Does your brokerage business plan include agent retention? It should!
There's no quick-fix — your agent retention strategy should be as well-thought-out as your lead generation, training or sales programs.
- Trust and relationships with leaders are key to keeping agents, which requires face time.
- Retention can’t be a reactionary activity — “It needs to start on Day 1.”
- Building connections starts with respecting each team member's needs and understanding their individual goals.
Your top-producing agent just told you they're moving to a different brokerage and you've heard rumblings others may follow suit. It's time to take action, right?
Wrong. Working to retain agents can't be reactionary. Rather, it's a long-term process that — if done right — will make your agents happier and your business stronger.
Where to start? Fostering trust and connections is key. Agents want to work where they feel valued, cared for and supported by their leadership. And that needs to be built into your business in much the same way as lead generation or sales programs.
"It needs to start on Day 1," says Jeff Gibbard, business strategist and author of "The Loveable Leader: Build an Amazing Team with Trust, Respect, and Kindness."
"If you're taking the time to hire someone, you need to act like they're going to work for you forever. You know they won't, but you want to build the kind of relationship that makes them want to stay. They need to trust you. They'll never connect with a leader they don't trust."
Experts agree the best way to build relationships is frequent face-to-face contact. But if you're like Realty Austin's CEO Gabe Richter and you're overseeing 600 agents in four different offices, that's tough. He relies on his sales team leaders to do some of the connecting using the Ninja Selling System's F.O.R.D. conversation model.
"We call our agents and we talk to them about Family, Occupation, Recreation and their Dreams," he says. "We need to know what's going on with them work-wise, but it's also really important for us to know what's happening in their lives outside work. Are they going through a breakup? Are they getting ready for a kid to move to college? Knowing that and understanding how we can support them is huge."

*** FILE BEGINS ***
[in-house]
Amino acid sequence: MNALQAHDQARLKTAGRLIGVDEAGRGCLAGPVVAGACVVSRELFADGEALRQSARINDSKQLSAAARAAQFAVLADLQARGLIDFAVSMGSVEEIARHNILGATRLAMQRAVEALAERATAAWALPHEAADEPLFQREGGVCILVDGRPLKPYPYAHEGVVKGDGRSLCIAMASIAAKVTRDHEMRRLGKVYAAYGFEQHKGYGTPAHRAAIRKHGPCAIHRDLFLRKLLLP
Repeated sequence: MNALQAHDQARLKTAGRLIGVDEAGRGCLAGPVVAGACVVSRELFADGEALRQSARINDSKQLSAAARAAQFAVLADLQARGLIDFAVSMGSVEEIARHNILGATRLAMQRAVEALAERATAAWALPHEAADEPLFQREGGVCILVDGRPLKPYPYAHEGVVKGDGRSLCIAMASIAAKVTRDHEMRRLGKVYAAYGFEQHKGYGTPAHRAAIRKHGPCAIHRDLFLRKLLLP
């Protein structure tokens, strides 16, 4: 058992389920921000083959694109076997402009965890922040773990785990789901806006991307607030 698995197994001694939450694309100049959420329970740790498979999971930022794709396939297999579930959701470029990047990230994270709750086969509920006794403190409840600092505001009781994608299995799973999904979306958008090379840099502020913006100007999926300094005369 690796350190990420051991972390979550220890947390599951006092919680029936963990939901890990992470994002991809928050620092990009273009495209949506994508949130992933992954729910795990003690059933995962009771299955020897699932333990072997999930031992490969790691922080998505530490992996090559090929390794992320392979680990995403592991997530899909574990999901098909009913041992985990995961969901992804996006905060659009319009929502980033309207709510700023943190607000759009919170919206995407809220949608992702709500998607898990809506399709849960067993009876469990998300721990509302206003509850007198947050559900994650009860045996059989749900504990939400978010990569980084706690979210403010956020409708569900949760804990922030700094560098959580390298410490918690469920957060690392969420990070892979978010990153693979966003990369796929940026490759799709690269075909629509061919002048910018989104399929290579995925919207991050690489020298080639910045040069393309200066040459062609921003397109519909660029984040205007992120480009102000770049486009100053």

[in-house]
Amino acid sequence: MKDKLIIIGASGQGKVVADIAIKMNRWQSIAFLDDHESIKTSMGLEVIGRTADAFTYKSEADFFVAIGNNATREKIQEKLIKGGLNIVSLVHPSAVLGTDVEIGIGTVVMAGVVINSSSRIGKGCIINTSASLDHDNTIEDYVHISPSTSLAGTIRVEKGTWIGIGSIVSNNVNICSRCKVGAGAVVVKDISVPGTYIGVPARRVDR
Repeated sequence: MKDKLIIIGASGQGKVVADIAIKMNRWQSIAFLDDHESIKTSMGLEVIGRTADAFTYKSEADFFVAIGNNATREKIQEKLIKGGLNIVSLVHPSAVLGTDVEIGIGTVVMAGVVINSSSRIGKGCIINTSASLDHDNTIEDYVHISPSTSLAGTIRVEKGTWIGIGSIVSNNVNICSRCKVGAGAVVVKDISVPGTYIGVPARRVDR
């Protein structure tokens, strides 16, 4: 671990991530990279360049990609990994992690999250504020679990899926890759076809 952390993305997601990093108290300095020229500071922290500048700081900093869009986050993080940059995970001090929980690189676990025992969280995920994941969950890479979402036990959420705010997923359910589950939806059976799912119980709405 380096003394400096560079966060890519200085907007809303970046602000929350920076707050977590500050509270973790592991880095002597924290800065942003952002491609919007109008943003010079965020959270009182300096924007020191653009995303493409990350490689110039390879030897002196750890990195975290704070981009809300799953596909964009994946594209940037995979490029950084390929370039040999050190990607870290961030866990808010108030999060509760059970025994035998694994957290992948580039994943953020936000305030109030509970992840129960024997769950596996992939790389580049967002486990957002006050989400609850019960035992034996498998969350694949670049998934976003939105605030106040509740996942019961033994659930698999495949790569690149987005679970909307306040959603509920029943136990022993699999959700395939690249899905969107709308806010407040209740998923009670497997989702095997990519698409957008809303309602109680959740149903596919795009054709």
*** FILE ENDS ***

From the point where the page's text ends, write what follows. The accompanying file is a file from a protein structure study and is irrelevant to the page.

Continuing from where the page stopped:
Richter also does plenty of connecting himself, working out of different sales offices multiple times each week.
"Being present is really important," he says. "It makes it so much easier for agents to walk up to me and say, 'Hey, I have an idea.'" Realty Austin also just started an agent advisory board so management can get a better feel for what's going well and not-so-well in the field.
Dean Cottrill, executive vice president of brokerage and team consulting at T3 Sixty, says advisory boards that are run well can be a real boon. (Note: Real Estate News and T3 Sixty share a founder, Stefan Swanepoel.)
"These agent representatives can share insights both ways — with management and with fellow agents," he says. "They can help plan brokerage-wide events and build buy-in. As you scale, it's important to integrate more people into leadership roles, and this is a great way."
Building great relationships with agents is just part of the equation. "Your agents may like you and feel connected to you, but if they're not making money, they're going to go someplace else," says Cottrill.
He encourages brokers and team leaders to plan activities that provide the opportunity to connect with leaders while also building connections with clients and potential clients. Group participation in a charity walk is an example. Agents and leadership walk to support a cause they can all get behind, perhaps the American Heart Association or Habitat for Humanity, and they invite clients and neighbors to join them.
"Everybody's raising money for a charity they believe in, they've got the opportunity to talk with their brokerage CEO and sales leaders, and agents are meeting potential clients with a shared passion," says Cottrill. "It's a win-win situation."
Kris Darwin, sales manager and chief operating officer at Coldwell Banker-Gosslee in Shreveport, LA, says really knowing her agents allows her to support them in an authentic way.
When recently recognizing top producers, for example, she wrote social media posts with personal narratives about each of the agents.
"I had no idea the impact they'd have, but the response has been overwhelming," she says. "People keep saying, you really know your agents, and I think, 'You bet I do.' I'm not sure how I could do my job if I didn't."
4 ways to build connections with your agents
Author Jeff Gibbard offers these additional tips for brokers and leaders looking to build relationships and trust:
Treat each team member as an individual and figure out what means and frequency of communication works best for them. Some people need to sit down for coffee or lunch. For others, the phone or a video call is a reasonable replacement.
More than the medium you choose, be clear about your reasons for reaching out. You don't build connections by giving market updates. People need to know they're being heard and that they're valued.
If you don't know your agents' goals, you're not going to motivate them with your goals. Align the two sets of goals and you'll succeed.
Challenge agents to reach big goals, but make it safe to fail. People won't try new things or reach beyond what's expected if they fear they'll be punished for failing.